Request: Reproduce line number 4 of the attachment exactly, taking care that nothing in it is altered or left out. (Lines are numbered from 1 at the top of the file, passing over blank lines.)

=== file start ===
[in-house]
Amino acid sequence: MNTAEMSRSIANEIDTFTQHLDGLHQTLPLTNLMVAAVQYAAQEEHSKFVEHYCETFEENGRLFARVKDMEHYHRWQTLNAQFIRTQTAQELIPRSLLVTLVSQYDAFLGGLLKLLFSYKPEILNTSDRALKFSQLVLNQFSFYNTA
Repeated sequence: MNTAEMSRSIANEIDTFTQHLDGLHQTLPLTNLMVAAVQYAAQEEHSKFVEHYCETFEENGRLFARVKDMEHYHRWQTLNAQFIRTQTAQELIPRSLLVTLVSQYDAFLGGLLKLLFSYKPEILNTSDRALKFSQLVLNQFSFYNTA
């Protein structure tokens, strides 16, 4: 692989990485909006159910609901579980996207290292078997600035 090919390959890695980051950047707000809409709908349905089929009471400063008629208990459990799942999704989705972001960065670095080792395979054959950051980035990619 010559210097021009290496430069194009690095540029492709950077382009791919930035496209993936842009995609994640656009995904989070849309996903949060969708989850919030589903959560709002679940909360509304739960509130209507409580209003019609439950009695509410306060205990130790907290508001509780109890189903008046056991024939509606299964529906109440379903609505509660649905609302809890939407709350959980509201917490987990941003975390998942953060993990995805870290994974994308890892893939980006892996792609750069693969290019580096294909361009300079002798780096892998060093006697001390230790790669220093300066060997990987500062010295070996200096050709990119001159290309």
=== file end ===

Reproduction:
């Protein structure tokens, strides 16, 4: 692989990485909006159910609901579980996207290292078997600035 090919390959890695980051950047707000809409709908349905089929009471400063008629208990459990799942999704989705972001960065670095080792395979054959950051980035990619 010559210097021009290496430069194009690095540029492709950077382009791919930035496209993936842009995609994640656009995904989070849309996903949060969708989850919030589903959560709002679940909360509304739960509130209507409580209003019609439950009695509410306060205990130790907290508001509780109890189903008046056991024939509606299964529906109440379903609505509660649905609302809890939407709350959980509201917490987990941003975390998942953060993990995805870290994974994308890892893939980006892996792609750069693969290019580096294909361009300079002798780096892998060093006697001390230790790669220093300066060997990987500062010295070996200096050709990119001159290309």